Almost 78 percent of this year's recoveries are associated with suits initiated by private citizens (known as "relators") under the False Claims Act's qui tam provisions. These provisions authorize relators to file suit on behalf of the United States against those who have falsely or fraudulently claimed federal funds. Such cases run the gamut of federally funded programs from Medicare and Medicaid to defense procurement contracts, disaster assistance loans and agricultural subsidies. Persons who knowingly make false claims for federal funds are liable for three times the government's loss plus a civil penalty of $5,500 to $11,000 for each claim.
Relators recover 15 to 25 percent of the proceeds of a successful suit if the United States intervenes in the qui tam action, and up to 30 percent if the government declines and the relator pursues the action alone. In fiscal year 2008, relators were awarded $198 million. (This figure does not include relator shares awarded after Sept. 30, 2008.)
As in the last several years, health care accounted for the lion's share of fraud settlements and judgments-$1.12 billion. This number includes both qui tam claims and those initiated by the United States. The Department of Health and Human Services reaped the biggest recoveries, largely attributable to its Medicare program and the federal/state Medicaid program which funds health care for the needy. Recoveries were also made by the Office of Personnel Management which administers the Federal Employees Health Benefits Program, the Department of Defense for its TRICARE insurance program, the Department of Veterans Affairs and others.
The largest health care recoveries came from pharmaceutical companies and related entities. Settlements with Cephalon Inc., Merck & Co. and CVS Caremark Corp. accounted for more than $640 million. In addition to federal recoveries, these pharmaceutical fraud cases returned $430 million to state Medicaid programs.
The Civil Division's investigation of the pharmaceutical industry is part of a Department-wide effort. Typical allegations include "off-label" marketing, which is the illegal promotion of drugs or devices that are billed to Medicare and other federal health care programs, for uses that were neither found safe and effective by the Food and Drug Administration nor supported by the medical literature; paying kickbacks to physicians, wholesalers and pharmacies to induce drug or device purchases; establishing inflated drug prices knowing that federal health care programs use these prices to reimburse providers, then marketing the "spread" between the federal reimbursement and the provider's lower cost to induce drug purchases; and knowingly failing to report the company's true "best price" for a drug to reduce rebates owed to the Medicaid program.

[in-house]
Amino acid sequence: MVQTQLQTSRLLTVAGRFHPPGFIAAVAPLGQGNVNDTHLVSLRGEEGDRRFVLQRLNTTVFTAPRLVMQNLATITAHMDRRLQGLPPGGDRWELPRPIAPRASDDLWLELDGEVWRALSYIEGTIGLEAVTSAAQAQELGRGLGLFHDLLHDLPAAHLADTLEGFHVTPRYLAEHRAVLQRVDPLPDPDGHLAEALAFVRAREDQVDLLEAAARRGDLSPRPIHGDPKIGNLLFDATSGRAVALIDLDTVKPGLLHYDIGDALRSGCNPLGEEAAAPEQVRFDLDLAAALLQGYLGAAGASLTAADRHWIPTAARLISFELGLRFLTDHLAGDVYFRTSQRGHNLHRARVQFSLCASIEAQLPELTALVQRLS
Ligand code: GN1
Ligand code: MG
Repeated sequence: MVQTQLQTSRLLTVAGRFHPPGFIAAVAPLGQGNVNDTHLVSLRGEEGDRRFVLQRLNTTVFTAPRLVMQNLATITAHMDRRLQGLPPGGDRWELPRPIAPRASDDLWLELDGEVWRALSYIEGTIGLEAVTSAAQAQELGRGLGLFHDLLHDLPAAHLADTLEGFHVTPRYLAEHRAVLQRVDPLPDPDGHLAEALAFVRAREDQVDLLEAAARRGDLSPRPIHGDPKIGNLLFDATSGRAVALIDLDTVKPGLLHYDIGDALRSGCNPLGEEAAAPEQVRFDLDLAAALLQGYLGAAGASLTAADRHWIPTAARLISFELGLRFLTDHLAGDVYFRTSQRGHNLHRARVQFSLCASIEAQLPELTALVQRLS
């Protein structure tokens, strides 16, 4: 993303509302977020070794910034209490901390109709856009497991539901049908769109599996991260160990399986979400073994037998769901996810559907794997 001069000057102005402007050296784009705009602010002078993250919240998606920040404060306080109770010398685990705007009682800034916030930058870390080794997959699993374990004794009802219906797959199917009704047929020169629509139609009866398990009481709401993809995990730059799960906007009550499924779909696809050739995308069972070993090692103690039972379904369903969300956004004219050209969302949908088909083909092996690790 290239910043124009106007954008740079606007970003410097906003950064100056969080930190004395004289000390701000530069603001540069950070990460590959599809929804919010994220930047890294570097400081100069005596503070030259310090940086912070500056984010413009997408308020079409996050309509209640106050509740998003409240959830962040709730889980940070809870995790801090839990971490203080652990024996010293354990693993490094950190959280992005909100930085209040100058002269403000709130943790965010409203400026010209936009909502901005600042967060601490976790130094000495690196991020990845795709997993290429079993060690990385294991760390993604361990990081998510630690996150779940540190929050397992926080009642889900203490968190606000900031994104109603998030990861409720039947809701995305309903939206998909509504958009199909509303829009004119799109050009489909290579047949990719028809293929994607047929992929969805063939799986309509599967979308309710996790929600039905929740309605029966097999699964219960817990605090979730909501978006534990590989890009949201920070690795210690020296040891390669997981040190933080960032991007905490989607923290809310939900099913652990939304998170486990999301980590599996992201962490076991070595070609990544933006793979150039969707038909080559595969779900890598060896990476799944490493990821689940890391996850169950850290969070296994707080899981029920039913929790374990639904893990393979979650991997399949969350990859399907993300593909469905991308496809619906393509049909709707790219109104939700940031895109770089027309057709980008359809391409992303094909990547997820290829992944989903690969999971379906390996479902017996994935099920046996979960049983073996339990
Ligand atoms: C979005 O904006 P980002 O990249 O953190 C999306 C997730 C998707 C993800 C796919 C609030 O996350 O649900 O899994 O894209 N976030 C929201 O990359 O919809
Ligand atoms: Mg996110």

Lilly Pharmaceuticals - $438 million under the False Claims Act In January of 2009, Eli Lilly agreed to pay a total of $1.4 billion to resolve Federal, state and criminal charges in relation to the off-label marketing of the drug Zyprexa. Of this sum, $438 million went to satisfy Federal False Claims Act charges, $361 million was divided among the states, and $515 million was paid as a criminal fine.
Recent History of Qui Tam Claims
In 1986 as a result of increased government contractor fraud, Congress amended the False Claims Act in order to make it easier for whistleblowers to file claims against fraudulent corporations and individuals.
The 1986 Amendment defines a "claim" as:
"...any request or demand which is made to a contractor, grantee, or other recipient if the United States Government provides any portion of the money or property which is requested or demanded, or if the government will reimburse such contractor, grantee, or other recipient for any portion of the money or property which is requested or demanded."
The whistleblower's share of recovery is a maximum of 30 percent and the government's prior knowledge of fraud now does not necessarily bar a whistleblower from collecting lost revenue. If the government took over the lawsuit, the relator can "continue as a party to the action." The defendant is also required to pay for the relator's attorney fees. The whistleblower is also protected from retaliatory actions by his or her employer. As a result or the amendment, qui tam lawsuits increased dramatically. Though the amendment was first made fore corrupt defense contractors, the amendment has uncovered billions of dollars in health care fraud.
Anyone who defrauds the government out of revenue can be held accountable under the False Claims Act. Common defendants include defense contractors, health care providers, other government contractors & subcontractors, state and local government agencies, and private universities. Whistleblowers often include current and former employees of the defrauding company, competitors of government contractors and public interest groups.